Morphology Reproductive morphology Flowers
Flowers: sepals 5, triangular, c. 1.5 × 1 mm, apex obtuse, abaxial surface sparsely and minutely hairy; petals 5, white, ovate-elliptic, c. 2.5 × 1.5 mm, apex rounded, lamina thin, glabrous; stamens 10, filaments to 4 mm long, anthers 0.5 mm long; disc with indentations corresponding to bases of filaments; ovary ovoid-conical, c. 1 mm long, minutely hairy; styles 2, each 2.5 – 3 mm long, glabrous
Morphology Reproductive morphology Flowers Pedicel
Pedicels 1 – 2 mm long, minutely hairy
Morphology Reproductive morphology Fruits
Capsules c. 5 × 2.5 mm, valves very sparsely hairy or glabrescent, bases of styles persisting at least in immature capsules
Morphology Reproductive morphology Inflorescences
Inflorescence consisting either of one raceme on either side of apical bud or of bidents (a pair of racemes on a common peduncle, with a bud in the angle between their bases) and then commonly with one bident on either side of main shoot axis, the bud between the racemes dormant during flowering but starting to develop during fruiting (inflorescence Type 3 of Hoogland et al-1997) or sometimes 1 – 3 bidents at most distal node of a shoot Inflorescence axis to 9 cm long, including peduncle of 0.5 – 1.3 cm, covered with minute, pale, adpressed hairs, to 0.3 mm long; flowers to c. 70 per raceme
Morphology Reproductive morphology Inflorescences Bracts
Floral bracts linear, to 1 mm long, minutely hairy, fugaceous
Morphology Reproductive morphology Seeds
Seeds ± flattened, spindle-shaped in outline, to 3 mm long, minutely winged around edges.
Morphology Stem
Young stems 2 – 3 mm diameter, with minute, pale, adpressed hairs; young woody stems with prominent pale lenticels, glabrescent
Note
Discussion. Cunonia koghicola is a striking plant, mature individuals being quite large trees with dark green, shiny leaves and erect racemes of white flowers projecting beyond the foliage. Most of the leaves are trifoliolate or imparipinnate with the terminal leaflet much larger than the laterals, although a few simple leaves (and small trifoliolate leaves) are often present just below the inflorescence. Another feature of C. koghicola is the occasional presence of irregular leaves, where one or two lateral leaflets are partly to completely fused with the terminal leaflet, often making the latter asymmetrical. Where a lateral leaflet is completely fused with the terminal one, the outline of the resulting blade sometimes bulges at this point and/or the secondary veins are unequally spaced and their angle to the midrib is irregular, the basal ones being at a more acute angle than more distal ones Mt Koghi has been relatively well investigated locality due to its accessibility and proximity to Nouméa. At least two species are restricted to this mountain: Lasiochlamys trichostemona (Guillaumin) Sleumer (Salicaceae or Flacourtiaceae, Lescot 1980) and Burretiokentia koghiensis Pintaud & Hodel (Arecaceae, Pintaud & Hodel 1998). An unusual feature of the forests on Mt Koghi and in the Vallée de Thy is the complex mosaic formed by the geological substrate, which includes peridotite, serpentinite, sedimentary rocks and, in the Vallée de Thy, granite (Paris 1981). These forests therefore provide interfaces where species that grow on different substrates, such as Cunonia balansae and C. austrocaledonica, can be found in close proximity and may hybridise. Such areas may be important in the evolution of some groups and may therefore have a high conservation value. This species is so named because it grows on Mt Koghi, just north of Nouméa, the slopes and peaks of which are exceptionally rich in species of Cunoniaceae.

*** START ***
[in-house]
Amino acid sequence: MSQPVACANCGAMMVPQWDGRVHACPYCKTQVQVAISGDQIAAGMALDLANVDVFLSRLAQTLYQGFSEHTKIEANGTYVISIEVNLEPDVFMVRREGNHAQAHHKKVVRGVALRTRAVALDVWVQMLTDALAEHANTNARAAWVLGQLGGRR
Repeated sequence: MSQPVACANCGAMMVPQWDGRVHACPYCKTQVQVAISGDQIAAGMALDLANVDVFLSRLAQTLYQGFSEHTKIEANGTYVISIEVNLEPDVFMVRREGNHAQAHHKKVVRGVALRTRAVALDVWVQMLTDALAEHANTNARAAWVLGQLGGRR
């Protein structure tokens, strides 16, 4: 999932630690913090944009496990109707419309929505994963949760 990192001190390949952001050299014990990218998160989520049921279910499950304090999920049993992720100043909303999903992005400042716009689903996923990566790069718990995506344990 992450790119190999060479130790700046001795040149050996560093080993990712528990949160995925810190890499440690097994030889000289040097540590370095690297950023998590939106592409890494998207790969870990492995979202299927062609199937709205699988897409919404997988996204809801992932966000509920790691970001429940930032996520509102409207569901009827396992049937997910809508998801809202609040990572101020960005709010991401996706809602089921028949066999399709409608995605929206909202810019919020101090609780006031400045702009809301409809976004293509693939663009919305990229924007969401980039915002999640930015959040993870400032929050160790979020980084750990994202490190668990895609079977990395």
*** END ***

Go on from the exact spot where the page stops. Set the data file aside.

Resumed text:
Phenology
According to the label associated with Bradford et al. 1104 and 1150, the flower buds are green and the flowers have green sepals, white petals and filaments, and red to maroon anthers. The disc when fresh is green and produces abundant sweet nectar, the ovary is green and the styles are white. The scent is faint and not very sweet. Young fruits are green. On the label of Hoogland & Jérémie 12903 it is reported that the flowers (old?) attracted millipedes (“myriapodes” or “iules” in French). Flowers have been collected from September to December and mature fruits in April.